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Review: Museum Hours

Museum Hours is a slow-moving, alternative film, but do its cultural insights outweigh the lack of action?


Museum Hours was an ambitious production, set predominately in an art museum and a hospital in Austria. As a result, there was a serene but sometimes painful sense of quiet throughout the film. The main character Johann, a curator at the museum, opens the film with the statement ‘I had my share of loud so now I have my share of quiet’; the juxtaposition of the hospital and the museum settings does draw some interesting parallels between the two. Both are presented as transient entities, set apart from the real world and outside of real time. For the character of Anne, summoned to Austria to take care of a very sick cousin, the museum acts as a place of refuge, comfort and distraction, and it is here that she meets Johann and the two become friends.

The pace of the film was very slow and reminiscent of a trip to a museum. The dialogue was spaced out by periods of quiet, much like the gaps in stimulation and information when moving from one museum exhibit to the next. During these gaps in action, montages of artwork from the museum are presented to the viewer and accompanied by music, providing a detailed insight into Austrian culture and history. It is this that was most pleasingly attractive about the film: it really gave a fresh insight into another culture. The film also had an added multi-lingual dimension, as the main character thinks in German but speaks in English – a very interesting and unexpected element.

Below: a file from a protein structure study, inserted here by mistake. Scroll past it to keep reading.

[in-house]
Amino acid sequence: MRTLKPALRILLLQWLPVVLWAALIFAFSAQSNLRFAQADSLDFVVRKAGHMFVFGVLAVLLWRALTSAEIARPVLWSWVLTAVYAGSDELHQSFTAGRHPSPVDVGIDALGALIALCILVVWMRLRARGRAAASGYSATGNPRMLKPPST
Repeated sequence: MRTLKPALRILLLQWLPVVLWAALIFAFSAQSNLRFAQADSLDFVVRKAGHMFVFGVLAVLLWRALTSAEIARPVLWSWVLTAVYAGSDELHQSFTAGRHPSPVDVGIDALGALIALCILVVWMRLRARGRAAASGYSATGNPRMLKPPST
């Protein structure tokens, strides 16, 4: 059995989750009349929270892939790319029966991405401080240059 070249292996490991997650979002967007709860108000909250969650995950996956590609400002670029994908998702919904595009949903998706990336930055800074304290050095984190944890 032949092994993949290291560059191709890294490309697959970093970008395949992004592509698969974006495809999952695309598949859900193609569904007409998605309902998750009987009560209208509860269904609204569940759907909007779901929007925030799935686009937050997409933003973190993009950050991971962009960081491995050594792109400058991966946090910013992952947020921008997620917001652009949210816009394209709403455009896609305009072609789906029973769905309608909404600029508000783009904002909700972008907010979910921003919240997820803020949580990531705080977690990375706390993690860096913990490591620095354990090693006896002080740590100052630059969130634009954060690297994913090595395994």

Museum Hours also raised some interesting points about art museums and the bonds formed between people and artwork, in the present day and throughout history. The director was also successful in conveying the feeling that museums are magical places. Although at times the slow moving storyline ground to a halt and it felt as though more action needed to take place, this allowed for very peaceful and effortless viewing.

The film is specialised towards a very niche audience, so it’s not a generic crowd pleaser. However, it’s definitely worth a watch if you like slightly more alternative films, relaxing and uncomplicated narrative and insights into different cultures.



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